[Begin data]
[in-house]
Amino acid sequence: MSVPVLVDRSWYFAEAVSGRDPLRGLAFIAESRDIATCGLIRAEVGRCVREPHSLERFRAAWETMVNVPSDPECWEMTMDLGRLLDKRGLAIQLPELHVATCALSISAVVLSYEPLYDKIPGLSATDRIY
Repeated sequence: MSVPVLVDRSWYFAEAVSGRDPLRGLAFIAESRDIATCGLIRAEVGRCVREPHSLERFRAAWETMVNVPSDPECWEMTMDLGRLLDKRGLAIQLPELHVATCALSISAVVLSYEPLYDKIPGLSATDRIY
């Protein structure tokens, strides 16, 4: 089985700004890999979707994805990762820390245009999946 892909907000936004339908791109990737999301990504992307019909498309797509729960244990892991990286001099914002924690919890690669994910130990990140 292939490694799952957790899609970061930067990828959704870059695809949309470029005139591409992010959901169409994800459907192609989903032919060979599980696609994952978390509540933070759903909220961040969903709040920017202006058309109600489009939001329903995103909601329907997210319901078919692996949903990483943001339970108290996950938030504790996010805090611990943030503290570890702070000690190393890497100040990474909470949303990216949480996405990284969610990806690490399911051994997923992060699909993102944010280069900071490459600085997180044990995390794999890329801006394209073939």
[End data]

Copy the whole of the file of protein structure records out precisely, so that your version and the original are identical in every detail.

[in-house]
Amino acid sequence: MSVPVLVDRSWYFAEAVSGRDPLRGLAFIAESRDIATCGLIRAEVGRCVREPHSLERFRAAWETMVNVPSDPECWEMTMDLGRLLDKRGLAIQLPELHVATCALSISAVVLSYEPLYDKIPGLSATDRIY
Repeated sequence: MSVPVLVDRSWYFAEAVSGRDPLRGLAFIAESRDIATCGLIRAEVGRCVREPHSLERFRAAWETMVNVPSDPECWEMTMDLGRLLDKRGLAIQLPELHVATCALSISAVVLSYEPLYDKIPGLSATDRIY
């Protein structure tokens, strides 16, 4: 089985700004890999979707994805990762820390245009999946 892909907000936004339908791109990737999301990504992307019909498309797509729960244990892991990286001099914002924690919890690669994910130990990140 292939490694799952957790899609970061930067990828959704870059695809949309470029005139591409992010959901169409994800459907192609989903032919060979599980696609994952978390509540933070759903909220961040969903709040920017202006058309109600489009939001329903995103909601329907997210319901078919692996949903990483943001339970108290996950938030504790996010805090611990943030503290570890702070000690190393890497100040990474909470949303990216949480996405990284969610990806690490399911051994997923992060699909993102944010280069900071490459600085997180044990995390794999890329801006394209073939």